Judges 9:31
And he sent messengers to Abimelech privately, saying, Behold, Gaal the son of Ebed and his brothers be come to Shechem; and, behold, they fortify the city against you.
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(31) Privily.—The Hebrew is betormah, which may mean “to Tormah,” or Arumah, where Abimelech was living (Judges 9:41). The word occurs nowhere else, and the versions differ (LXX., in secret; Cod. B, with gifts; Cod. A reading batherumah). Whether “craftily” be the right rendering or not, it is clear that the message was a secret one, for Zebul dissembled his anger until he was strong enough to throw off the mask.

They fortify.—Rather, perhaps, they tyrannise over the city because of thee.

9:30-49 Abimelech intended to punish the Schechemites for slighting him now, but God punished them for their serving him formerly in the murder of Gideon's sons. When God uses men as instruments in his hand to do his work, he means one thing, and they another. That, which they hoped would have been for their welfare, proved a snare and a trap, as those will certainly find, who run to idols for shelter; such will prove a refuge of lies.Privily - See the margin. The word is probably the name of a place in "Tormah", some think the same as "Arumah" Judges 9:41. Zebul was faithful to Abimelech, but dissembled his sentiments, from being too weak to oppose Gaal, until Abimelech came with his army Judges 9:38. 28-45. would to God this people were under my hand—He seems to have been a boastful, impudent, and cowardly person, totally unfit to be a leader in a revolutionary crisis. The consequence was that he allowed himself to be drawn into an ambush, was defeated, the city of Shechem destroyed and strewn with salt. The people took refuge in the stronghold, which was set on fire, and all in it perished. Privily, so as Gaal and his confederates might not know it. Or, in Tormah; or, who was in Tormah; for some make it the name of the place where Abimelech was, which is called with some variation Arumah, Judges 9:41.

They fortify the city against thee; they besiege or guard the city of Shechem, so as none may go out to thee, nor come in from thee. And he sent messengers unto Abimelech privily,.... In a secret manner, unknown to Gaal and the men of Shechem; or "craftily", as Jarchi and Kimchi interpret it, still dissembling, notwithstanding his anger, to be in the interest of Gaal, and the men of Shechem, as appears indeed afterwards by a show of friendliness with Gaal, Judges 9:36 though, according to Joseph Kimchi and Ben Gersom, Thormah is the name of the place where Abimelech was, the same with Arumah, Judges 9:41 and the sense is, that he sent messengers to Abimelech at Thormah or Arumah:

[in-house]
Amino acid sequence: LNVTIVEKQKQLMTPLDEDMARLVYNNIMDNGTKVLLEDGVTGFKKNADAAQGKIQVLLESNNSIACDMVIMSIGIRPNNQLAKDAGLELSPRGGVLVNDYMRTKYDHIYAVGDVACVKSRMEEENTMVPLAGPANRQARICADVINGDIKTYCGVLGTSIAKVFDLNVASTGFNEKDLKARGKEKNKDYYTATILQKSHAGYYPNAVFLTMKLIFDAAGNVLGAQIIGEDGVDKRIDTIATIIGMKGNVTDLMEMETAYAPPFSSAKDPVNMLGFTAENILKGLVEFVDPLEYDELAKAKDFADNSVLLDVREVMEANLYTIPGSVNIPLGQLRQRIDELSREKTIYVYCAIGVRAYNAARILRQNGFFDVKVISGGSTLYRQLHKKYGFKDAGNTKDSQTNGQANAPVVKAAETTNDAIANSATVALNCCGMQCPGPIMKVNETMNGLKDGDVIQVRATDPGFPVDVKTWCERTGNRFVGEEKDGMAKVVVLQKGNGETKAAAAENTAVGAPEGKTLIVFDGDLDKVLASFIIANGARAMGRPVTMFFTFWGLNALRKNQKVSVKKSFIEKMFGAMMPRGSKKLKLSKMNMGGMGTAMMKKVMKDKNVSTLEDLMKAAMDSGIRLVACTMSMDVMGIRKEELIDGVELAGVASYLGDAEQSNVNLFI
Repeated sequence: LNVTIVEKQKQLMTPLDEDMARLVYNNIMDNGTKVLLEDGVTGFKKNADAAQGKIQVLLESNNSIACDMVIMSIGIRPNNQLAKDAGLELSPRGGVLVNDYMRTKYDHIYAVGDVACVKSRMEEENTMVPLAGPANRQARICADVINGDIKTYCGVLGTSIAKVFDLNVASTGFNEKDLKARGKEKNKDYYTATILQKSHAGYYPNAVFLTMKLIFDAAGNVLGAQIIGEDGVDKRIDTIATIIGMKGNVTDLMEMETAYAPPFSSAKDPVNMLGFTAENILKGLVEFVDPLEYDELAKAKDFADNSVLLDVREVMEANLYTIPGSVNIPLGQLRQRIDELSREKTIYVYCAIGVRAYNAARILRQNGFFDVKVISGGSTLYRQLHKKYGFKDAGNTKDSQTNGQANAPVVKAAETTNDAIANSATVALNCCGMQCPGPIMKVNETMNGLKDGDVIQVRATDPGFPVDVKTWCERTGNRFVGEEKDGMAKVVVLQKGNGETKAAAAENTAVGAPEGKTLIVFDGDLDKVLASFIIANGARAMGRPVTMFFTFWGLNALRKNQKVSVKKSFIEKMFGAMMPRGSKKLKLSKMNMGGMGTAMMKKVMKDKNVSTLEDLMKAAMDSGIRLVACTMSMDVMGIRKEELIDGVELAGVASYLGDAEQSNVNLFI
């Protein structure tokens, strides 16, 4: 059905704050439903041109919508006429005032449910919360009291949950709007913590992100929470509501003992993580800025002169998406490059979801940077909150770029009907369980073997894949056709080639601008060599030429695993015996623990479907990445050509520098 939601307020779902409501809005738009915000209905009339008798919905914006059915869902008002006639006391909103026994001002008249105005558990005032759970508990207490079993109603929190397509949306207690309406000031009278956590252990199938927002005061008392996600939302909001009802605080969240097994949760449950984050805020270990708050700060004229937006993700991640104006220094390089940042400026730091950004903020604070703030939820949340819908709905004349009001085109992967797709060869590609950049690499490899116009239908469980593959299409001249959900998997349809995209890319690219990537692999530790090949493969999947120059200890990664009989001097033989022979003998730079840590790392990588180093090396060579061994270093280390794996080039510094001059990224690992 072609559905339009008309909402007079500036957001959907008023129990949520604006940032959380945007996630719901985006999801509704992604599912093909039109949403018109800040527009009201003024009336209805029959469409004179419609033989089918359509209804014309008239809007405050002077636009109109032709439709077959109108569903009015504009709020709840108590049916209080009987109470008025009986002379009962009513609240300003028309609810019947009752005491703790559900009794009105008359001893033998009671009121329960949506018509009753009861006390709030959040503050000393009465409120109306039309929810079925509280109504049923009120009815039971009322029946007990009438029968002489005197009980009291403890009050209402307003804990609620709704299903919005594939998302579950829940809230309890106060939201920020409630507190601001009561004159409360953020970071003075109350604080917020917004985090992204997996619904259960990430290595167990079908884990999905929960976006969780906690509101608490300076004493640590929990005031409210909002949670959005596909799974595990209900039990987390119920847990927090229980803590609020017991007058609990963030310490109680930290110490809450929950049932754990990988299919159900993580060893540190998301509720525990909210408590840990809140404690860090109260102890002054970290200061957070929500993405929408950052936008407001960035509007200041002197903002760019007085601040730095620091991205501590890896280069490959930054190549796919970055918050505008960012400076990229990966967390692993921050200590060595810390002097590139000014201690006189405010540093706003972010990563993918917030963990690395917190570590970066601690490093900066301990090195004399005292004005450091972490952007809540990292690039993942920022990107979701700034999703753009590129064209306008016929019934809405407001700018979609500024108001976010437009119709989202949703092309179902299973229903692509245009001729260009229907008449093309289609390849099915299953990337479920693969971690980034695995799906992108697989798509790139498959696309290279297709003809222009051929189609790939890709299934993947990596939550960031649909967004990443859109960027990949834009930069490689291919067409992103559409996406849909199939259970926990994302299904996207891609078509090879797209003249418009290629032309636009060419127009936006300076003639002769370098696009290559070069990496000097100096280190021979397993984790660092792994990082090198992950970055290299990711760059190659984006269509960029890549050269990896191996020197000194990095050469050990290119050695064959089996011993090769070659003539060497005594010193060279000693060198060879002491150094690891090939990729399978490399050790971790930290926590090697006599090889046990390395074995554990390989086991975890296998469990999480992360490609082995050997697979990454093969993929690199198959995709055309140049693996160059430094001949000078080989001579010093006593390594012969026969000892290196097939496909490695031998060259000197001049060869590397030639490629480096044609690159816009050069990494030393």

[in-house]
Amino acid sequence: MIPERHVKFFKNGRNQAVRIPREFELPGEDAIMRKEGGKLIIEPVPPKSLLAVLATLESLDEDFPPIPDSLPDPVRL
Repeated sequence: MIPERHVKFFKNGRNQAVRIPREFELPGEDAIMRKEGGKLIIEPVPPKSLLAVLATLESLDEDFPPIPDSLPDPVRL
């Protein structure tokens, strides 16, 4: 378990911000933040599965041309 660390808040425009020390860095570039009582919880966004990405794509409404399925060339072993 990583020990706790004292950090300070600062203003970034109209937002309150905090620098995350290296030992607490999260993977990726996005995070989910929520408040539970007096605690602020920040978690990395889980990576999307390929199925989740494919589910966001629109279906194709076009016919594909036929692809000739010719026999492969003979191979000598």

saying, Gaal the son of Ebal, and his brethren, be come to Shechem; a family that Abimelech well knew, and if they were of the race of the old Canaanites, he would easily perceive their design:

and, behold, they fortify the city against thee; by repairing its fortifications, or adding new works; or "besiege" (i) it, which, as that is done by placing an army around it without, that none can come out of it, so by setting a watch within, and upon the walls, and at the gates of it, that none can come in, which is here meant; though some interpret it of their design to besiege the city Thormah, where Abimelech was, of which he gives him notice; or rather they set the city against thee, make the inhabitants thine enemies.

(i) "obsident", Pagninus, Munster, Drusius; "obsidere cogitant", Piscator.

And he sent messengers unto Abimelech privily, saying, Behold, Gaal the son of Ebed and his brethren be come to Shechem; and, behold, they fortify the city against thee.
31. craftily] The form of the Hebr. word is suspicious and the meaning unsuitable; read in Arumah, mentioned as Abimelech’s dwelling-place in Jdg 9:41.

they constrain the city] An attempt to translate the unusual construction of the Hebr. verb, which means besiege (so Verss.). But the text is at fault; perhaps we should read they are stirring up.The faithlessness of the Shechemites towards Abimelech commenced by their placing liers in wait for him (לו, dat. incomm., to his disadvantage) upon the tops of the mountains (Ebal and Gerizim, between which Shechem was situated), who plundered every one who passed by them on the road. In what way they did harm to Abimelech by sending out liers in wait to plunder the passers-by, is not very clear from the brevity of the narrative. The general effect may have been, that they brought his government into discredit with the people by organizing a system of robbery and plunder, and thus aroused a spirit of discontent and rebellion. Possibly, however, these highway robbers were to watch for Abimelech himself, if he should come to Shechem, not only to plunder him, but, if possible, to despatch him altogether. This was made known to Abimelech. But before he had put down the brigandage, the treachery broke out into open rebellion.
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